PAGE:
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PushSpring has raised $1.5 million in capital to help mobile developers know their customers better so they can display more relevant ads inside of their applications.

The Seattle-based company, which has been operating quietly for the past year, was founded by three Seattle mobile veterans: Karl Stillner, Steve Dossick and Tyler Davidson.

Stillner, who is PushSpring’s CEO, and Dossick, who is the company’s CTO, previously worked together at Zumobi, a Seattle-based mobile ad network. Stillner also helped sell Mobiata to Expedia as a member of its management team, and Davidson, who recently left his job as VP at Amdocs to become the company’s chief revenue officer, formerly worked at Clearwire and IceBreaker, which was acquired by DeNA.

pushspring logoDavidson declined to disclose the list of angels who participated in the round, but said the individuals come from Seattle, San Francisco, Chicago and New York. The seed round remains open and could grow to as much as $1.7 million.

For the past year, Davidson said PushSpring has been building what it calls a mobile app data management platform that will collect data on mobile app users, and report that data back to its publishers, who can use it to more effectively to target advertising or send push notifications.

Over the past couple of months, the company has been testing the platform out with a number of publishers, but now with more funding, it has plans to launch with additional customers in the music streaming, gaming and travel industries.

To use PushSpring, developers must install PushSpring’s software development kit into their applications. It aggregates data about their users, and then provides anonymous information back to the app developer through the use of profiles. Examples of such profiles include fitness enthusiasts, financial news hounds or gadget lovers. The platform works on both iOS and Android.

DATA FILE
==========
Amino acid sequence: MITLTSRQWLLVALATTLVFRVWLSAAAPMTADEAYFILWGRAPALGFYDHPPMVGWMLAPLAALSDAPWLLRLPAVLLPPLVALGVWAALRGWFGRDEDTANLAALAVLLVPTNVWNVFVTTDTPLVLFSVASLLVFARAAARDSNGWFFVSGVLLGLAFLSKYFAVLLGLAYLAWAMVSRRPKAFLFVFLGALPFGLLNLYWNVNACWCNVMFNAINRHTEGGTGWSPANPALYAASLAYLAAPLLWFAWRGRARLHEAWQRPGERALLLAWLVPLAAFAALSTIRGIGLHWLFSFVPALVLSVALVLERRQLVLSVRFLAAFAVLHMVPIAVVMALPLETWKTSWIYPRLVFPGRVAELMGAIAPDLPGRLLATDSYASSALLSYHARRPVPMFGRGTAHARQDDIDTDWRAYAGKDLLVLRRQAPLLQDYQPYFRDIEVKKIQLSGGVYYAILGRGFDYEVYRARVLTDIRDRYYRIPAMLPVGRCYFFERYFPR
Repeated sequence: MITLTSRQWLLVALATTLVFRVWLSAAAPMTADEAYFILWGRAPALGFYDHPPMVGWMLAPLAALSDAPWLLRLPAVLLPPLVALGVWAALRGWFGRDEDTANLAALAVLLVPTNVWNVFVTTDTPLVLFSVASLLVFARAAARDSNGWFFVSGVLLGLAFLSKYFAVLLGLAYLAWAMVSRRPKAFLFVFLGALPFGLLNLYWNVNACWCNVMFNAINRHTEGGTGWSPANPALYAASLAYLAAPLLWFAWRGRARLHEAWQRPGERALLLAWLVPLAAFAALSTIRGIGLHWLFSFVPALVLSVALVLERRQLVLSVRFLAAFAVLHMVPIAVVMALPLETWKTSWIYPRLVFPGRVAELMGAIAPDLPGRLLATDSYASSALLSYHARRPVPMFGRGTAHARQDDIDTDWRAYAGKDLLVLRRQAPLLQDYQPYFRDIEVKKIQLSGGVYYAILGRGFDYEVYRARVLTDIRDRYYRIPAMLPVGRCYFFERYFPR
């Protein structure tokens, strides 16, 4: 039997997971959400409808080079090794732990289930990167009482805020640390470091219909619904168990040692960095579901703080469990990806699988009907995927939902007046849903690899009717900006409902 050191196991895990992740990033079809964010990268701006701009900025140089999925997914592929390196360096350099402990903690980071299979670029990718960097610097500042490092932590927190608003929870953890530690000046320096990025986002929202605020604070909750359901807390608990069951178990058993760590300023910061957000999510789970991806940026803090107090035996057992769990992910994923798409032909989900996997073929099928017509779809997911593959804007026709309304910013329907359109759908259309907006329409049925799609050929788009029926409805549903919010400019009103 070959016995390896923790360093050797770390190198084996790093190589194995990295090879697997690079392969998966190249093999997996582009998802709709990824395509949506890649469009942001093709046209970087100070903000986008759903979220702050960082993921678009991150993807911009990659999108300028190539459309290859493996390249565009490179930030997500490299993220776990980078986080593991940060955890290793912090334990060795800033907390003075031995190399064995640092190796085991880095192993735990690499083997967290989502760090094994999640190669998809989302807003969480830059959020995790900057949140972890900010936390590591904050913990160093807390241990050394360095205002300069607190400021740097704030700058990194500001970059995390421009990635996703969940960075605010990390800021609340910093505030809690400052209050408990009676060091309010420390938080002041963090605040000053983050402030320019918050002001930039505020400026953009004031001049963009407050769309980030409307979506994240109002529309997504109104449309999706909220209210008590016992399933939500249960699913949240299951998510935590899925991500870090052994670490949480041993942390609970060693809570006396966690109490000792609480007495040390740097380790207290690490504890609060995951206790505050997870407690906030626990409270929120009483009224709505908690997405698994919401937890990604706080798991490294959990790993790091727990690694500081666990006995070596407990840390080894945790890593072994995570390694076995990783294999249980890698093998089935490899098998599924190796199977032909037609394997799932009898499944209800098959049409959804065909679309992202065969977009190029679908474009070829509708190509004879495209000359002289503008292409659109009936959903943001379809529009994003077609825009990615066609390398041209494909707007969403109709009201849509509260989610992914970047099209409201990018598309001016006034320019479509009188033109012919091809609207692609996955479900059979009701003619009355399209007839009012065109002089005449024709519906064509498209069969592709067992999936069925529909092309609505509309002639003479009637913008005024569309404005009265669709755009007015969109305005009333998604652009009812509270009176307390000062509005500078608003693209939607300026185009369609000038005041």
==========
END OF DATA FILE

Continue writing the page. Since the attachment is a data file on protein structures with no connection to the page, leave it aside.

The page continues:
The practice is similar to how cookies are used today on the Web for retargeting, which is a form of online advertising that allows brands to advertise to customers after they leave their website. As an example, that pair of shoes you were shopping for on Zappos — but didn’t buy — may suddenly appear in an ad when visiting CNN.

“80 percent of time spent on mobile is within apps, not browsing, and existing retargeting solutions aren’t built for the app ecosystem,” PushSpring explains on its homepage. “PushSpring tracks things like products browsed inside your app, each customer’s lifetime value, other apps they’ve got on their phones, usage frequency, geographical location, and whatever additional data about them that you’d like to track.”

Competitors in the space include San Francisco-based Flurry, a mobile analytics and advertising platform, which has a huge head start. It has raised $73.3 million in funding and claims to work with more than 125,000 developers, including Zynga, BBC Worldwide and Pinterest.

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